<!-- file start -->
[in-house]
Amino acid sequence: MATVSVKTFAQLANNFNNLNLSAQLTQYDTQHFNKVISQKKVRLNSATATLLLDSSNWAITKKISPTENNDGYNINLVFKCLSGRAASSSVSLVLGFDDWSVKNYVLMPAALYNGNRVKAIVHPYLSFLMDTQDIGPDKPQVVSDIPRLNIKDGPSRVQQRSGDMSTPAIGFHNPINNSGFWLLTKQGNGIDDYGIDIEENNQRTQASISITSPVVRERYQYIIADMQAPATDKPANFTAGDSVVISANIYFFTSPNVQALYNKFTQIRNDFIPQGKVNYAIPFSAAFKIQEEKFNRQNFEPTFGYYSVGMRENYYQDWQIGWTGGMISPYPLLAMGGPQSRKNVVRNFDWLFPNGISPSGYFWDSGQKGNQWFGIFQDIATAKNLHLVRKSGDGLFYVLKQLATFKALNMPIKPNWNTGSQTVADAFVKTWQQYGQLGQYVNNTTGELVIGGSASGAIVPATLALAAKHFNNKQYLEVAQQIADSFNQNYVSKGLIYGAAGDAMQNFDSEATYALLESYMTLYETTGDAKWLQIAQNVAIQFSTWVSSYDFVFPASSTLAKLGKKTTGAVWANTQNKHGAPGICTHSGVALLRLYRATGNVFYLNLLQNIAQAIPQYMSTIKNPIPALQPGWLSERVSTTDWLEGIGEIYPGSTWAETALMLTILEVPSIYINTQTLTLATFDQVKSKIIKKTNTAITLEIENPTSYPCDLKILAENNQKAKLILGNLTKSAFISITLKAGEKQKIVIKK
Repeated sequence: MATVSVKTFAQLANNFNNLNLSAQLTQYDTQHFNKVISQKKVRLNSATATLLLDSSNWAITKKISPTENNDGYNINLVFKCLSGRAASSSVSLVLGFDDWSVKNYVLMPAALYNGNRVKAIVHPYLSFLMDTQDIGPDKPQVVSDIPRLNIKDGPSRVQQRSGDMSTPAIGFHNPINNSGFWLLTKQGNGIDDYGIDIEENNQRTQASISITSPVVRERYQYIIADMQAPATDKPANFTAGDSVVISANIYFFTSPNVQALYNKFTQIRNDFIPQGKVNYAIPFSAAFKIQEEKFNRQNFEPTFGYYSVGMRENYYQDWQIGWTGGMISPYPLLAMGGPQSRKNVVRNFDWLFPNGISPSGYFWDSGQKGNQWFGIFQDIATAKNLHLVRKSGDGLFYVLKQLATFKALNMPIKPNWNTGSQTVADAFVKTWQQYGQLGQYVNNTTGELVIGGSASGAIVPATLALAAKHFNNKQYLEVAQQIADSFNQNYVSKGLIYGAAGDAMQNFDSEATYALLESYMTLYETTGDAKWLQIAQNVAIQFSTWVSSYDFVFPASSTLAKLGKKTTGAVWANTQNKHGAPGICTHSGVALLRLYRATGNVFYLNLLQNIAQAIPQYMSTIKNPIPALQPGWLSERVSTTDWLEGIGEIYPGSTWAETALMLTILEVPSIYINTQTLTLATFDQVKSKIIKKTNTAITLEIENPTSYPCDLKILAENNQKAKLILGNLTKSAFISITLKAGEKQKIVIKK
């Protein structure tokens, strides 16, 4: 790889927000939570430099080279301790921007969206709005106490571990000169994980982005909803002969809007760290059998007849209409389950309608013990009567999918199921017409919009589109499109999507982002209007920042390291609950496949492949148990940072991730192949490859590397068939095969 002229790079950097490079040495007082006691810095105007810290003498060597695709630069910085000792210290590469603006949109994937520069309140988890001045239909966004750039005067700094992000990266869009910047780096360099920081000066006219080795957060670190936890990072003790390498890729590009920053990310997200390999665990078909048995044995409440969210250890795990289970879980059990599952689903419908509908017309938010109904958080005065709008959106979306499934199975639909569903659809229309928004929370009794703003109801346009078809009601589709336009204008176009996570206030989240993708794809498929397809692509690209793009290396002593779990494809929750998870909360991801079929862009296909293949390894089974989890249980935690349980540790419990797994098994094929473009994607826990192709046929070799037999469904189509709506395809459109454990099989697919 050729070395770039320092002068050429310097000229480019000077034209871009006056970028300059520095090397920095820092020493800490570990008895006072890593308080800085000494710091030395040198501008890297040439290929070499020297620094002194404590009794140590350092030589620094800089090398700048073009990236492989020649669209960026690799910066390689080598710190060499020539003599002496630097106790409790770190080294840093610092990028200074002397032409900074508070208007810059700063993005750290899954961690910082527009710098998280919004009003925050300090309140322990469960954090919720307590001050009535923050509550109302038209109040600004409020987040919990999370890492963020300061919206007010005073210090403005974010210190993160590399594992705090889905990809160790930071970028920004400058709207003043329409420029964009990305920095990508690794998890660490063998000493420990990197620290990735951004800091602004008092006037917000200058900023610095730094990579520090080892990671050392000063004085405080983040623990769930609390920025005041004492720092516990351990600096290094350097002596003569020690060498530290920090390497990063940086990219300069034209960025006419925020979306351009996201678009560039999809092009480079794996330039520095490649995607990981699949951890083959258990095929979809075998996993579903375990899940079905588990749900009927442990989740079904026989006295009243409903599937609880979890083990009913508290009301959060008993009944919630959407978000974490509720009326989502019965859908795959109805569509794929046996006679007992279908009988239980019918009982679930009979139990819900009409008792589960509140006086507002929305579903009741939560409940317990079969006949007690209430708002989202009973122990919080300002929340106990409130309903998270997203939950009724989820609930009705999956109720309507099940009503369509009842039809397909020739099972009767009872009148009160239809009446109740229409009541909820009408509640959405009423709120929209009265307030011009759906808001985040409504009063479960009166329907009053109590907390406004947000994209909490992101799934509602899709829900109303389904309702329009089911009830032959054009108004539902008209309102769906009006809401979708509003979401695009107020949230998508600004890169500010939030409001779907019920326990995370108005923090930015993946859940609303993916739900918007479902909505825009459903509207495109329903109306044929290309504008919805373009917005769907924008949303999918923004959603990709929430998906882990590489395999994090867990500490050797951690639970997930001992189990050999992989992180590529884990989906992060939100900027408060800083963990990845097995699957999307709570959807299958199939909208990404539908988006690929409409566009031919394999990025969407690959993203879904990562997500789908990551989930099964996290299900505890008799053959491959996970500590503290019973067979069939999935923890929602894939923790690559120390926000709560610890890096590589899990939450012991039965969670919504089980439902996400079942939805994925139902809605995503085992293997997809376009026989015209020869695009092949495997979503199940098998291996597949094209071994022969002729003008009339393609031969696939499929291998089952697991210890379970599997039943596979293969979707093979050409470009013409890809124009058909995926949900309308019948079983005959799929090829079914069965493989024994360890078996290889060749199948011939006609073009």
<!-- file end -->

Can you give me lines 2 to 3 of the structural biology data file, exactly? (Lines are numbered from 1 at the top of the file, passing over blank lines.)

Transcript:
Amino acid sequence: MATVSVKTFAQLANNFNNLNLSAQLTQYDTQHFNKVISQKKVRLNSATATLLLDSSNWAITKKISPTENNDGYNINLVFKCLSGRAASSSVSLVLGFDDWSVKNYVLMPAALYNGNRVKAIVHPYLSFLMDTQDIGPDKPQVVSDIPRLNIKDGPSRVQQRSGDMSTPAIGFHNPINNSGFWLLTKQGNGIDDYGIDIEENNQRTQASISITSPVVRERYQYIIADMQAPATDKPANFTAGDSVVISANIYFFTSPNVQALYNKFTQIRNDFIPQGKVNYAIPFSAAFKIQEEKFNRQNFEPTFGYYSVGMRENYYQDWQIGWTGGMISPYPLLAMGGPQSRKNVVRNFDWLFPNGISPSGYFWDSGQKGNQWFGIFQDIATAKNLHLVRKSGDGLFYVLKQLATFKALNMPIKPNWNTGSQTVADAFVKTWQQYGQLGQYVNNTTGELVIGGSASGAIVPATLALAAKHFNNKQYLEVAQQIADSFNQNYVSKGLIYGAAGDAMQNFDSEATYALLESYMTLYETTGDAKWLQIAQNVAIQFSTWVSSYDFVFPASSTLAKLGKKTTGAVWANTQNKHGAPGICTHSGVALLRLYRATGNVFYLNLLQNIAQAIPQYMSTIKNPIPALQPGWLSERVSTTDWLEGIGEIYPGSTWAETALMLTILEVPSIYINTQTLTLATFDQVKSKIIKKTNTAITLEIENPTSYPCDLKILAENNQKAKLILGNLTKSAFISITLKAGEKQKIVIKK
Repeated sequence: MATVSVKTFAQLANNFNNLNLSAQLTQYDTQHFNKVISQKKVRLNSATATLLLDSSNWAITKKISPTENNDGYNINLVFKCLSGRAASSSVSLVLGFDDWSVKNYVLMPAALYNGNRVKAIVHPYLSFLMDTQDIGPDKPQVVSDIPRLNIKDGPSRVQQRSGDMSTPAIGFHNPINNSGFWLLTKQGNGIDDYGIDIEENNQRTQASISITSPVVRERYQYIIADMQAPATDKPANFTAGDSVVISANIYFFTSPNVQALYNKFTQIRNDFIPQGKVNYAIPFSAAFKIQEEKFNRQNFEPTFGYYSVGMRENYYQDWQIGWTGGMISPYPLLAMGGPQSRKNVVRNFDWLFPNGISPSGYFWDSGQKGNQWFGIFQDIATAKNLHLVRKSGDGLFYVLKQLATFKALNMPIKPNWNTGSQTVADAFVKTWQQYGQLGQYVNNTTGELVIGGSASGAIVPATLALAAKHFNNKQYLEVAQQIADSFNQNYVSKGLIYGAAGDAMQNFDSEATYALLESYMTLYETTGDAKWLQIAQNVAIQFSTWVSSYDFVFPASSTLAKLGKKTTGAVWANTQNKHGAPGICTHSGVALLRLYRATGNVFYLNLLQNIAQAIPQYMSTIKNPIPALQPGWLSERVSTTDWLEGIGEIYPGSTWAETALMLTILEVPSIYINTQTLTLATFDQVKSKIIKKTNTAITLEIENPTSYPCDLKILAENNQKAKLILGNLTKSAFISITLKAGEKQKIVIKK